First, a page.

Artificial meat

Artificial Burgers



beef stem-cell carbon footprint
grill disorder cardio-vascular
cell artificial cultured (2)
sample feasible test-tube
texture barbaric tissue (2)
harvest sensation consumption
soar poultry at some point






The hamburger sizzling on the grill here is beef from a cow.

But one day, that will change if he has anything to say about things.

Mark Post wants to revolutionize meat production — by growing it in the laboratory.

Mark Post, Professor of Biomedicine: “Well, I think it would be better because it has a smaller carbon footprint, and so it’s better for the environment. And we need much less resources to actually produce it.

So that we can produce much more meat, with much less resources, so that we can feed the entire planet.”

In the city of Maastricht in the Netherlands, Post has already started turning his vision into reality.

He’s actually a doctor, a specialist for cardio-vascular disorders.

But he’s also been working on a method to grow beef using muscle-cells from a cow. The stem cells that he and his team use can be harvested from a piece of steak or from a living cow . . . without slaughtering it.

Out of a few cells, they can end up with more than ten tons of meat.

It looks like ordinary beef — the team made its first burger in 2013.

But it wasn’t for sale: it cost €250,000 to produce.

Mark Prost, Professor of Biomedicine: “I just wanted to show it can be done. It’s technologically feasible to do. And by the way there were also lots of reasons why we should do it.”

The taste test in London was something of a media sensation.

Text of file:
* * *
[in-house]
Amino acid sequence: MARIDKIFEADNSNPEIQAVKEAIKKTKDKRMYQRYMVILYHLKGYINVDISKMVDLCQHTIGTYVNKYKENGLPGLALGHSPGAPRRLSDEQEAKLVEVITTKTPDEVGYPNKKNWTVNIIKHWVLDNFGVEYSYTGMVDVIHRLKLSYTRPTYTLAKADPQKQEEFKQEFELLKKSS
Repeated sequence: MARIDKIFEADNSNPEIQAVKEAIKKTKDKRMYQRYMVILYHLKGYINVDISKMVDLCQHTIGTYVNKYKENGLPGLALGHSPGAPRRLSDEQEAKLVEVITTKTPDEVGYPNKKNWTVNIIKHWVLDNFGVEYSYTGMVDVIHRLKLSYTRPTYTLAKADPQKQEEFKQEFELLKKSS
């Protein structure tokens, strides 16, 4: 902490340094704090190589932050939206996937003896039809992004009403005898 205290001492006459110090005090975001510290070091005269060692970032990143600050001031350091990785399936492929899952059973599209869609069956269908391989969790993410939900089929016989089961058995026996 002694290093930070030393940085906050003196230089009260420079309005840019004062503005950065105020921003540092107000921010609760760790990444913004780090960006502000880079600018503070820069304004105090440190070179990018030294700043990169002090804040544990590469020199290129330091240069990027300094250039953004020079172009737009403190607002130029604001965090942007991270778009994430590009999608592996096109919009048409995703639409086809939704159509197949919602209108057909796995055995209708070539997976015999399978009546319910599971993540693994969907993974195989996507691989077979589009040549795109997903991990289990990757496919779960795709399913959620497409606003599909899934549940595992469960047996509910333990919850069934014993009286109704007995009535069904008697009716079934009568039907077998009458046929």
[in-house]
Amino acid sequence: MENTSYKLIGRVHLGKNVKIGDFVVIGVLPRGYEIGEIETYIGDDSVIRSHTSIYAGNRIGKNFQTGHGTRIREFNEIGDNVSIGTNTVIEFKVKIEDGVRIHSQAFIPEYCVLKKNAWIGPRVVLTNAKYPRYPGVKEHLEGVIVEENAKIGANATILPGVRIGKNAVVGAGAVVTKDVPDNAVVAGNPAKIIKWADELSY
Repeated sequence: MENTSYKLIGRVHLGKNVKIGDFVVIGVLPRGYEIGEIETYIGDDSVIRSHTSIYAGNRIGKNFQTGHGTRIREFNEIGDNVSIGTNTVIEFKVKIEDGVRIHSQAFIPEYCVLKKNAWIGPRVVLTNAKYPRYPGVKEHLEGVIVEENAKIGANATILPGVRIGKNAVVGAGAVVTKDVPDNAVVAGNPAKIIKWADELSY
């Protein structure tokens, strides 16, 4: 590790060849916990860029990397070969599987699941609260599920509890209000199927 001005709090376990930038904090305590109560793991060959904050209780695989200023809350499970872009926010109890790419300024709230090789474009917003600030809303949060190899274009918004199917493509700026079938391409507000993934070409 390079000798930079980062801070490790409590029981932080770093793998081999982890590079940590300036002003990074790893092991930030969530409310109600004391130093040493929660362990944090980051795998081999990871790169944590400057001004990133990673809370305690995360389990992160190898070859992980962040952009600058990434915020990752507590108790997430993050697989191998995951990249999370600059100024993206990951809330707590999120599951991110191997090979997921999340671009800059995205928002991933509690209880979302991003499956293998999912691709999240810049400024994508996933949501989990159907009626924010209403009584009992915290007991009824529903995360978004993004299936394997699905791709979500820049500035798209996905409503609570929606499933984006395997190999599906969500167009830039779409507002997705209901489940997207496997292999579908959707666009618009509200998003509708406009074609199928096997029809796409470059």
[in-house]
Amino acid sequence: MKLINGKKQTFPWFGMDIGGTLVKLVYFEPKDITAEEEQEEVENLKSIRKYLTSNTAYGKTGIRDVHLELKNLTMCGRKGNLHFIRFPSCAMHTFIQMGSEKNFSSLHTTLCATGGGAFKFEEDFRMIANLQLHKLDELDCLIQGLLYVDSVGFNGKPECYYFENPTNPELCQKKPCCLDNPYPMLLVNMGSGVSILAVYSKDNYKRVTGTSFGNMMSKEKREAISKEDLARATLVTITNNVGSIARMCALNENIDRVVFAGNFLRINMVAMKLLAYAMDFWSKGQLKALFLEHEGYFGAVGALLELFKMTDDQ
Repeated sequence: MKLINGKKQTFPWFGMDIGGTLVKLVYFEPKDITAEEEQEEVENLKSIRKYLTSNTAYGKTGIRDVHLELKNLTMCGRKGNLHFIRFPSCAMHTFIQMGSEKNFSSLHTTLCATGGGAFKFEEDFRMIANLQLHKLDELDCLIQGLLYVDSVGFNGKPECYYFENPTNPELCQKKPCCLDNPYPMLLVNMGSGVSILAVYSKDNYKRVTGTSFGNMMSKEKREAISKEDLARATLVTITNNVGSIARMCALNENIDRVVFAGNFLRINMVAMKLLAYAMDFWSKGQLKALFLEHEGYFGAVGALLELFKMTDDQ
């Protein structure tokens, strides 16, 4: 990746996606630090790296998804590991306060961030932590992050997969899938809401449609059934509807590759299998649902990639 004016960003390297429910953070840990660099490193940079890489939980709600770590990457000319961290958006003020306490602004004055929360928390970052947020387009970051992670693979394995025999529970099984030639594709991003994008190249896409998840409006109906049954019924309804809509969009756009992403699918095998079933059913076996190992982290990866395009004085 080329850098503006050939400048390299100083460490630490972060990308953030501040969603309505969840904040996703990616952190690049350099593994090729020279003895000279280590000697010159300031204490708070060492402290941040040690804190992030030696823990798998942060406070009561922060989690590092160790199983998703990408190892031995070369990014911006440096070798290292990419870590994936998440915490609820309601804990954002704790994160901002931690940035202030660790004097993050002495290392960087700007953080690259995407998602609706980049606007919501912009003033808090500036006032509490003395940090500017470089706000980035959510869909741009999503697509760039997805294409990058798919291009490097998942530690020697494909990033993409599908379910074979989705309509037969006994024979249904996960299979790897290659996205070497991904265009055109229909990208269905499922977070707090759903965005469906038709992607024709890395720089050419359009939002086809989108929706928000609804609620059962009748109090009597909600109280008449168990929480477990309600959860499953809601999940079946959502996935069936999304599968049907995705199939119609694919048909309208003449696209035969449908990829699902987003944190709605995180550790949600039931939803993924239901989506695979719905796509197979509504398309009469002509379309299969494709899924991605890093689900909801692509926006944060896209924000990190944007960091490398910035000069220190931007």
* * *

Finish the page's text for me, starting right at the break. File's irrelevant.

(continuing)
The pricy burger tasted good, say Post . . . but not perfect.

Hanni Rutzler from Austria — she is from the Future Foods Studio — tasted it.

She said it was meat; that the texture was nice . . . but it was still a little bit dry, because there was no fat in it.”

The researchers are now working on improving the flavor: that means growing a different type of cell.

Here we have a sample where we create fat tissue; so these “spaghettis” are spaghettis of fat cells.”

Post says seven years from now, we might find test-tube burgers on restaurant menus, a method that could also be used to produce artificial steak, poultry and pork.

Mark Post: “My personal vision is that at some point, 20, 30, 40 years from now, we will all eat cultured beef — no longer from animals.

And we will probably look back at this time as sort of “barbaric”: that we still killed animals and used animals to such a degree for our meat consumption.”

If global meat consumption continues to soar, lab-grown meat might have to hit the market sooner than that.

*     *     *     *     *     *     *


1. Professor Mark Post wants everyone to become vegetarians. Is this right or wrong?

2. Does Dr. Post currently work in a hospital? What is his background?

3. What is the method or technique he and his team is using?

4. The tasters on TV said the lab-grown beef was better than conventional beef. True or false? How could the scientists improve the meat?

5. The lab burger costs $3.30 to make. Yes or no? Is the test-tube meat cheaper, the same price or more expensive than ranch meat?

6. Will lab-grown meat be limited to beef? What does Dr. Post envisage for the future?

7. Is artificial meat just a fad or is it really necessary for the world?

8. Mark Post is primarily motivated by money, profits and fame. Is this correct or incorrect?

A. What do you think about artificial meat? Would you eat it?

B. Are most of your friends primarily carnivores, vegetarians or omnivores?

C. What do you think will happen in the future?

D. What will be the social, philosophical, environmental and economic impact of this?

E. Should scientists continue to improve on creating and producing artificial meat?

Comments are closed.